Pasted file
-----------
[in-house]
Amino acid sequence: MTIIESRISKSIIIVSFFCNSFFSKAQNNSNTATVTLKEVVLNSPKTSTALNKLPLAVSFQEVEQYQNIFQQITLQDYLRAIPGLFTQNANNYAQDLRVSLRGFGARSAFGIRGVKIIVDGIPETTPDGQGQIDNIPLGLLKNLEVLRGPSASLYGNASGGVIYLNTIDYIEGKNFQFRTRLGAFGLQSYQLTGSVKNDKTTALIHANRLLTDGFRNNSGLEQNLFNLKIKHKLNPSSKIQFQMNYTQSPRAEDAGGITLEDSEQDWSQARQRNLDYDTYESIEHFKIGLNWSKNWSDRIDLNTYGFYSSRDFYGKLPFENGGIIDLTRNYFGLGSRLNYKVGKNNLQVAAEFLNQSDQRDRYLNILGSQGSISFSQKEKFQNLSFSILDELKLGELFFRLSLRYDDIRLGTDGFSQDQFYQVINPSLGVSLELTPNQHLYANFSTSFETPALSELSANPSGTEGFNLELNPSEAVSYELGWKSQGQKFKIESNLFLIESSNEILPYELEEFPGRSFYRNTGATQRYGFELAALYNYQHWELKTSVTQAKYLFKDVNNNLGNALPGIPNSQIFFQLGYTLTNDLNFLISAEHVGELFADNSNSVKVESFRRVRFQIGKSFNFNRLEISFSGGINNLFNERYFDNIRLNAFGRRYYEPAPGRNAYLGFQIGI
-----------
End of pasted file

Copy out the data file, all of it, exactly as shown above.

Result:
[in-house]
Amino acid sequence: MTIIESRISKSIIIVSFFCNSFFSKAQNNSNTATVTLKEVVLNSPKTSTALNKLPLAVSFQEVEQYQNIFQQITLQDYLRAIPGLFTQNANNYAQDLRVSLRGFGARSAFGIRGVKIIVDGIPETTPDGQGQIDNIPLGLLKNLEVLRGPSASLYGNASGGVIYLNTIDYIEGKNFQFRTRLGAFGLQSYQLTGSVKNDKTTALIHANRLLTDGFRNNSGLEQNLFNLKIKHKLNPSSKIQFQMNYTQSPRAEDAGGITLEDSEQDWSQARQRNLDYDTYESIEHFKIGLNWSKNWSDRIDLNTYGFYSSRDFYGKLPFENGGIIDLTRNYFGLGSRLNYKVGKNNLQVAAEFLNQSDQRDRYLNILGSQGSISFSQKEKFQNLSFSILDELKLGELFFRLSLRYDDIRLGTDGFSQDQFYQVINPSLGVSLELTPNQHLYANFSTSFETPALSELSANPSGTEGFNLELNPSEAVSYELGWKSQGQKFKIESNLFLIESSNEILPYELEEFPGRSFYRNTGATQRYGFELAALYNYQHWELKTSVTQAKYLFKDVNNNLGNALPGIPNSQIFFQLGYTLTNDLNFLISAEHVGELFADNSNSVKVESFRRVRFQIGKSFNFNRLEISFSGGINNLFNERYFDNIRLNAFGRRYYEPAPGRNAYLGFQIGI